During World War II the park was closed to the public and loaned to the federal government as an army reservation. Meigs Point functioned as an aircraft range. Planes flew over Clinton Harbor, fired at the range and then flew out over Long Island Sound.
The stone breakwater at the Meigs Point end of the park was built in 1955. The stones were brought in by truck from quarries in northern New England.
Today, over one million people come annually to enjoy Hammonasset Beach State Park.
The word Hammonasset means, “where we dig holes in the ground.” Located on Long Island Sound in Madison, the State of Connecticut flagship state park that bears this name was once a sacred place for Native Americans to hunt and fish…http://www.tlbarchitecture.com/project/hammonasset-visitor-center/ http://www.ct.gov/deep/lib/deep/stateparks/eie/appendix_d_-_cultural_resources_evaluation_report.pdf
There has been much recent discussion among archaeologists in Connecticut on the chances of finding a predisturbed or moderately disturbed (reused) coastal weir – for eels or alewife. Many feel the best chance of discovering them is during the stream walk surveys, especially when a 17th/18th century period ice pond is drained on the headwaters of a tidal stream. The Cove River site in West Haven is thought to support such Native American fisheries and much information is already on file. Other areas are certain to exist.
The “Vee” wall stone alewife traps are easily distinguishable from their location often between two slow moving stream sections that are relatively narrow. That leaves about a half mile (depends upon slope) between tidal waters and headwaters which was usually a “kettle pond” or deep ponds created as the last ice sheet retreated north about 10,000 years ago. Alewife needed to reach salt ponds, coastal features that frequently contained “short runs” and “kettle ponds” spring fed are those more often associated as “short runs.” Alewife would also return into main “stream” larger rivers that would break off into smaller streams, the so called “long runs” each spring as they returned to spawning habitat. Often these small traps simply look like stone walls built in the stream bed resembling a “vee” apex pointed downstream. They gathered stream flows to fill it is thought a series of graduated pools allowing fish to ascend into a trap.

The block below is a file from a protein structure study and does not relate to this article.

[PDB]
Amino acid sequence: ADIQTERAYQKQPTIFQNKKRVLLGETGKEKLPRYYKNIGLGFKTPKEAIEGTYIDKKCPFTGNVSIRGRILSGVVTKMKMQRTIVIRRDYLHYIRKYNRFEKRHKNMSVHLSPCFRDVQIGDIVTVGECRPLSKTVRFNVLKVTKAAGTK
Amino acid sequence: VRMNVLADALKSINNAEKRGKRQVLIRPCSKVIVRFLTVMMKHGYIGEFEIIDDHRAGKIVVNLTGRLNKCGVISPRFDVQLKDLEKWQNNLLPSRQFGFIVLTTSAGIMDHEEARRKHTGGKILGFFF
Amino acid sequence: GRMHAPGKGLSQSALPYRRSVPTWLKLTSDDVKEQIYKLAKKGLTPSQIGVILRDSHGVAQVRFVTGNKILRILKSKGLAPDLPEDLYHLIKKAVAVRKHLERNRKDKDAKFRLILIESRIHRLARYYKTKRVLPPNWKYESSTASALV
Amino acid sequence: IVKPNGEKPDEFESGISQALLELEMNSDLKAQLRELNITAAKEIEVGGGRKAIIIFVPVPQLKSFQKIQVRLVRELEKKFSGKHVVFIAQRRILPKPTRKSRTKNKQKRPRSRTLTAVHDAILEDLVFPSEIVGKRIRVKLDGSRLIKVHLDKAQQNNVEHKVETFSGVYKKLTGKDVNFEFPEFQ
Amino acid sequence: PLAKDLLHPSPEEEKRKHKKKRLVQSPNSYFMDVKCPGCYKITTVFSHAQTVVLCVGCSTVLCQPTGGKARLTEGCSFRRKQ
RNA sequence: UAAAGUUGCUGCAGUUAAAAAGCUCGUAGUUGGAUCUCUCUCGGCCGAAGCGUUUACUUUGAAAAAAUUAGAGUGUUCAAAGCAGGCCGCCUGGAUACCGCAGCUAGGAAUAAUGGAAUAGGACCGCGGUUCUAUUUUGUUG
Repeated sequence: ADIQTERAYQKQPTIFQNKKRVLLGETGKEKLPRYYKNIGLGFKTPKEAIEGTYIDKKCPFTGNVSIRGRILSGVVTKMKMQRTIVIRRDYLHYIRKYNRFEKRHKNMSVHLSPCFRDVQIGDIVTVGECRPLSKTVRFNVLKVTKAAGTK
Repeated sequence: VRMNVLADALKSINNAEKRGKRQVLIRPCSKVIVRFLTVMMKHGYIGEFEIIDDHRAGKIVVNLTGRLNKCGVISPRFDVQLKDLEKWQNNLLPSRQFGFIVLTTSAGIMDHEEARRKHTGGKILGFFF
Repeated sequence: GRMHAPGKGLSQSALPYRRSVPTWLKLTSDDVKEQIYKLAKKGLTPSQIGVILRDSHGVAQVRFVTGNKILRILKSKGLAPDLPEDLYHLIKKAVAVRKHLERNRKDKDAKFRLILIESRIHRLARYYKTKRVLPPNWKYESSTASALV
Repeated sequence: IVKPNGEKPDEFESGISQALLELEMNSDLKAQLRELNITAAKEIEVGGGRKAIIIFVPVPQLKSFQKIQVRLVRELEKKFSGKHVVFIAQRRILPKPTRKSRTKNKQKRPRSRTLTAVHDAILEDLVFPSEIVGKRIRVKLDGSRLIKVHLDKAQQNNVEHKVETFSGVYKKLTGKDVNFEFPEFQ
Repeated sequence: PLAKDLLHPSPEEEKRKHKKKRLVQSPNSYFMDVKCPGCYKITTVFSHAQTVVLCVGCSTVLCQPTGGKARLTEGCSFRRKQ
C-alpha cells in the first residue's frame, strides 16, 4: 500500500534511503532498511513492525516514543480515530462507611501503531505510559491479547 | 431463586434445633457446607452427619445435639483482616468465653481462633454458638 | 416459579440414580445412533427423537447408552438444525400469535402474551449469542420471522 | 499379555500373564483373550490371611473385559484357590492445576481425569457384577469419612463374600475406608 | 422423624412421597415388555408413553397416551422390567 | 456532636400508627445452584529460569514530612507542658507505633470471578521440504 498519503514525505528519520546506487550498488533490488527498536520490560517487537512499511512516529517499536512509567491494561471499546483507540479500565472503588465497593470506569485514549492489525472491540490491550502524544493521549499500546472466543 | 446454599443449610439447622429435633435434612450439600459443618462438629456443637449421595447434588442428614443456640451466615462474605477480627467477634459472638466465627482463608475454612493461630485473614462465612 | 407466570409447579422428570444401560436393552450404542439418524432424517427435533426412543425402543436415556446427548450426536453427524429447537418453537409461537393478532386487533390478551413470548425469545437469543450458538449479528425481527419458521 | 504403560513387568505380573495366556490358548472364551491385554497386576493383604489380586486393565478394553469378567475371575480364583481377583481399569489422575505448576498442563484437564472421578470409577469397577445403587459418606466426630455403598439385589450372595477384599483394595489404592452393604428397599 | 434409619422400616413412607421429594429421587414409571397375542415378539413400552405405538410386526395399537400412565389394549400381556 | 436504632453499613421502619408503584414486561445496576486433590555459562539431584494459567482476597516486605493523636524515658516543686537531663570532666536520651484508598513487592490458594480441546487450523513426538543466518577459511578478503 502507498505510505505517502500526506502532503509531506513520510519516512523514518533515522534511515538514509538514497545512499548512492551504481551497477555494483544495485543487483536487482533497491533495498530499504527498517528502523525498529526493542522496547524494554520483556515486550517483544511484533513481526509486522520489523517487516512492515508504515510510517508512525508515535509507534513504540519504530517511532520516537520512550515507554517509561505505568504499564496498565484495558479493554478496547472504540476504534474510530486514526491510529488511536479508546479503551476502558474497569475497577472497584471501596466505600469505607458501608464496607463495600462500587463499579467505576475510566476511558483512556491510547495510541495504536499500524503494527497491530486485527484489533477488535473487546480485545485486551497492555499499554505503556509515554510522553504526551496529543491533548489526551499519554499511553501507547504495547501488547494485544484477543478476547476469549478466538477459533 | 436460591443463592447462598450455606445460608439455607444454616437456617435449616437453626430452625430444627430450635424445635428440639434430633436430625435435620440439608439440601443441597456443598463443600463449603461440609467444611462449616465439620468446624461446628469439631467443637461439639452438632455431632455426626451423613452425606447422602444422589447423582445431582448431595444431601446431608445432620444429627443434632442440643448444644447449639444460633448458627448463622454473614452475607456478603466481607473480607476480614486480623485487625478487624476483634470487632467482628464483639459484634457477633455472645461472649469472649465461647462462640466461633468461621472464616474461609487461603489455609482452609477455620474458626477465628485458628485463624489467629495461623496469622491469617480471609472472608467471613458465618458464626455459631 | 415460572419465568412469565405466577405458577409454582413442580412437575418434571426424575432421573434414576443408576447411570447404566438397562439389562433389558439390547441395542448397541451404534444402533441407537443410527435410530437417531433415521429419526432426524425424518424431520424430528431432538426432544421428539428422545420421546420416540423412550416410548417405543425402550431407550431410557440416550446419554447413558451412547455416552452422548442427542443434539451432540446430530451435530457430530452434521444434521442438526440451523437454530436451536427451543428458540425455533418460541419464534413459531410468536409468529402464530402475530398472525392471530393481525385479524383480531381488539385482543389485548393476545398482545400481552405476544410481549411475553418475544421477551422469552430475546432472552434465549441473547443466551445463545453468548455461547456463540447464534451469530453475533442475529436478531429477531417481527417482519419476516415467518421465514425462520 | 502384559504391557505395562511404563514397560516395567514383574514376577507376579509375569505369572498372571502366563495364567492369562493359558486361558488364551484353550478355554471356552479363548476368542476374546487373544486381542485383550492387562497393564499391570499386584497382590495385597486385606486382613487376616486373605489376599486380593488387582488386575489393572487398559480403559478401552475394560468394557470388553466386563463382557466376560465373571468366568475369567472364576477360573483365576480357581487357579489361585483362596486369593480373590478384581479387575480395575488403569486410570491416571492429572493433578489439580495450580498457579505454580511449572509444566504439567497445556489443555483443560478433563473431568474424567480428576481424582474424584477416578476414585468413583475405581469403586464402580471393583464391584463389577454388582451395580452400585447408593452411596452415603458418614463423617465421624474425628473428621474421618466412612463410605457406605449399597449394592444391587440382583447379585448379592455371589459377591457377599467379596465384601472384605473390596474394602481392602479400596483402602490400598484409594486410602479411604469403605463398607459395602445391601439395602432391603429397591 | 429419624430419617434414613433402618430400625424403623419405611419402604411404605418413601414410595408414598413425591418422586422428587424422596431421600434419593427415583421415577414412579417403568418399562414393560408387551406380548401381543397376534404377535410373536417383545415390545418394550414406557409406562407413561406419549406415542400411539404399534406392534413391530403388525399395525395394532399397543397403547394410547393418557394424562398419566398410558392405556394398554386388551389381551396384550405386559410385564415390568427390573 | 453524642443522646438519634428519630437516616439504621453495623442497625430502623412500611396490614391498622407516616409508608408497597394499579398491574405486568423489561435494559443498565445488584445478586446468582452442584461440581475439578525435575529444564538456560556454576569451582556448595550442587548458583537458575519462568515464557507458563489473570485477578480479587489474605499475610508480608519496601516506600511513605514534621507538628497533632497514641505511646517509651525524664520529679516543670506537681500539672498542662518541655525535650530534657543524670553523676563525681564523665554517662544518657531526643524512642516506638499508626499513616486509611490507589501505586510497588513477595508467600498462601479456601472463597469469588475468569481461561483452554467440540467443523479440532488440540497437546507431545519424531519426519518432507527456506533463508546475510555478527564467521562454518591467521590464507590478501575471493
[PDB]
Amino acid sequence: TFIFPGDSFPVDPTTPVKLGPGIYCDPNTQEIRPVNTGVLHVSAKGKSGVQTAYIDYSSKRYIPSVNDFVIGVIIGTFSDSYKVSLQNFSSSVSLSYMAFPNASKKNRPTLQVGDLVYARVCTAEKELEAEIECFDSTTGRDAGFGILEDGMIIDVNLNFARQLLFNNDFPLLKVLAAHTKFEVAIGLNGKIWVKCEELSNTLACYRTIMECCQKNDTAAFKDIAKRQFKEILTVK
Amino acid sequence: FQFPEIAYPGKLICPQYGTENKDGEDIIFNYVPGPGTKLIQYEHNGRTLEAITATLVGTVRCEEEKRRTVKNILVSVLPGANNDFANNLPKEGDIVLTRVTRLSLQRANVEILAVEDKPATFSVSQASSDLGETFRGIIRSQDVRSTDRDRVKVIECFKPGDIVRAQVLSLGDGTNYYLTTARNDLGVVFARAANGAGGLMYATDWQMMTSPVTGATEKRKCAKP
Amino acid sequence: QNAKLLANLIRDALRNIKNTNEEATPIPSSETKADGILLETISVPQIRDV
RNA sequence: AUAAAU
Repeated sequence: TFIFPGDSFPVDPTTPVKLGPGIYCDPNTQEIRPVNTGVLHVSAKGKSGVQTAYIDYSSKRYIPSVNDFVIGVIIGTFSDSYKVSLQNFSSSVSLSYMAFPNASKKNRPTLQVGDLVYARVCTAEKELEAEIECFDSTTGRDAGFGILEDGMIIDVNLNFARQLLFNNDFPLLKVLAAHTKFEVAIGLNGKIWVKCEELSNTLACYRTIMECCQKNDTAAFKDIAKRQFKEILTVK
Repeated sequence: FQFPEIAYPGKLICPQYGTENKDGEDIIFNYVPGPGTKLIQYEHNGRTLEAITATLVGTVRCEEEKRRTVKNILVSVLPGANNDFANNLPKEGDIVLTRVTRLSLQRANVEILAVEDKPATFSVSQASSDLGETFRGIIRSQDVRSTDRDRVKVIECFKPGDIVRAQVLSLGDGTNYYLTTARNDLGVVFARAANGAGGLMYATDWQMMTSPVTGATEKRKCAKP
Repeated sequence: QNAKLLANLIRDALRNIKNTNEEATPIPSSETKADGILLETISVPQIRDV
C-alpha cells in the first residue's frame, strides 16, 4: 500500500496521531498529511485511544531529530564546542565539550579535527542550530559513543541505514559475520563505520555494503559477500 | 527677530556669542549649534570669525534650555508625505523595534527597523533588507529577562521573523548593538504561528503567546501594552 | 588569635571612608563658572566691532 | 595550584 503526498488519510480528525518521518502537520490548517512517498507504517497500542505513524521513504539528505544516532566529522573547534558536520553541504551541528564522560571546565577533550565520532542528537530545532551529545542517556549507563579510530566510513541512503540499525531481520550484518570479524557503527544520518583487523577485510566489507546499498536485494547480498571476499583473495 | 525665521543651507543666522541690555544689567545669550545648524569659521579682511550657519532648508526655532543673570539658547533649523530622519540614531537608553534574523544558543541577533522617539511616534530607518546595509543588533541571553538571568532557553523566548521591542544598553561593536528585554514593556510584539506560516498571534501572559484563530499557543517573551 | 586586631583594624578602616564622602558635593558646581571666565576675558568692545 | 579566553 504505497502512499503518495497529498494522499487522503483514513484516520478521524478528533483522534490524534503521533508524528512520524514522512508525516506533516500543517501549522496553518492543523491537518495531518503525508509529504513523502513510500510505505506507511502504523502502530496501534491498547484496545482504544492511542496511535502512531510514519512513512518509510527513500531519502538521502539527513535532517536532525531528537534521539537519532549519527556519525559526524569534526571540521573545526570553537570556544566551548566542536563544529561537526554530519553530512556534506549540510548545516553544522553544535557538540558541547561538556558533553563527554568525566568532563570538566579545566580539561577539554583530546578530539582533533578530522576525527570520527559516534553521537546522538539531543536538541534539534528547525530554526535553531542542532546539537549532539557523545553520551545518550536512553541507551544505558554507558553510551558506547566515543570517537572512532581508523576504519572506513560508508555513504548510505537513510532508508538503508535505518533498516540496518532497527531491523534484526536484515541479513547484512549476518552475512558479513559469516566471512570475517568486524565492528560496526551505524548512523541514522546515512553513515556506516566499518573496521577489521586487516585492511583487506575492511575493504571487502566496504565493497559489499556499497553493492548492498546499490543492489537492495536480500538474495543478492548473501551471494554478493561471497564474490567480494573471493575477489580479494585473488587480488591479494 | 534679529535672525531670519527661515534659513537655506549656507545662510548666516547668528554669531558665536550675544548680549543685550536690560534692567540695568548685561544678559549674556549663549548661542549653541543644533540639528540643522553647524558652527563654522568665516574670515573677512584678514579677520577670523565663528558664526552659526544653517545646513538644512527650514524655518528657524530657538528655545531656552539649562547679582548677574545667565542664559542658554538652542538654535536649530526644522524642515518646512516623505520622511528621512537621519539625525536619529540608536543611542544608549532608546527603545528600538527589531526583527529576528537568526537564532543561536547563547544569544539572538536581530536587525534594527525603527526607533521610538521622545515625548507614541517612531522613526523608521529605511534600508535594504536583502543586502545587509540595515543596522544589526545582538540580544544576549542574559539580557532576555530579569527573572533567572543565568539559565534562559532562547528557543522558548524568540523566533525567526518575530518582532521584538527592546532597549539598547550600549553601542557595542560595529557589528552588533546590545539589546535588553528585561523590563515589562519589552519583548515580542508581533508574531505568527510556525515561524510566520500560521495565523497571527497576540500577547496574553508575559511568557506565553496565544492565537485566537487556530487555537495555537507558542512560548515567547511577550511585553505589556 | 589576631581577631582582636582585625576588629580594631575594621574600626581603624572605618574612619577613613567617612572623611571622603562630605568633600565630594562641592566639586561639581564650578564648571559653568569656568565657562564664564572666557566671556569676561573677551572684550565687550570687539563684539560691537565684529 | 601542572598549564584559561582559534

A similar stream survey of Alewife Cove New London/Waterford (the name does give away its former significance) found that the easterly side contained tons of winter street sand and below a layer of approximately six feet of sand lie buried quahogs. Interviews with area residents (The Alewife Cove Watcher program 1985) indicated that hard-shell clamming occurred here in the 1920s but by 1985 tons of winter street sand had washed into this region of Alewife Cove.
 1 According to Emil Miller, former park resident, the location of the Grand Pavilion was largely decided by the trolley rail line into the park; straight to the beach was the least costly route. Personal Communication T. Visel, 1968 circa.